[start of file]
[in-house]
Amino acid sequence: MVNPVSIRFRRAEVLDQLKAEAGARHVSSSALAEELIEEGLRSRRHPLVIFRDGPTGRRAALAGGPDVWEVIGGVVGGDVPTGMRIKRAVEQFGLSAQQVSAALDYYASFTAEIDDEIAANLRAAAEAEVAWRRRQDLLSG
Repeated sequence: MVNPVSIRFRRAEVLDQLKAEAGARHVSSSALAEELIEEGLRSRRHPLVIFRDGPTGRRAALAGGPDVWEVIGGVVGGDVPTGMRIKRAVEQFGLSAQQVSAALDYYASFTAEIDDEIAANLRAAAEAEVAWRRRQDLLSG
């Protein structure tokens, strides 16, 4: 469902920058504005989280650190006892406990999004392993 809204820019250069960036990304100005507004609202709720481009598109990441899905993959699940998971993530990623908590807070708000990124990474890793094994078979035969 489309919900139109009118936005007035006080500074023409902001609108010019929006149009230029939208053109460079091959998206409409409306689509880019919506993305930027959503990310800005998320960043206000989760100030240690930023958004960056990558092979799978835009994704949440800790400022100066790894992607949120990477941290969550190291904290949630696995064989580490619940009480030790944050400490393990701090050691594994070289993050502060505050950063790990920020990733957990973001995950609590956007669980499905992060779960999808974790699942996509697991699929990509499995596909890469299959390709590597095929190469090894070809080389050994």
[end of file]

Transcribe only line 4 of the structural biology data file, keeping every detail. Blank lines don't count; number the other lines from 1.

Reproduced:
């Protein structure tokens, strides 16, 4: 469902920058504005989280650190006892406990999004392993 809204820019250069960036990304100005507004609202709720481009598109990441899905993959699940998971993530990623908590807070708000990124990474890793094994078979035969 489309919900139109009118936005007035006080500074023409902001609108010019929006149009230029939208053109460079091959998206409409409306689509880019919506993305930027959503990310800005998320960043206000989760100030240690930023958004960056990558092979799978835009994704949440800790400022100066790894992607949120990477941290969550190291904290949630696995064989580490619940009480030790944050400490393990701090050691594994070289993050502060505050950063790990920020990733957990973001995950609590956007669980499905992060779960999808974790699942996509697991699929990509499995596909890469299959390709590597095929190469090894070809080389050994």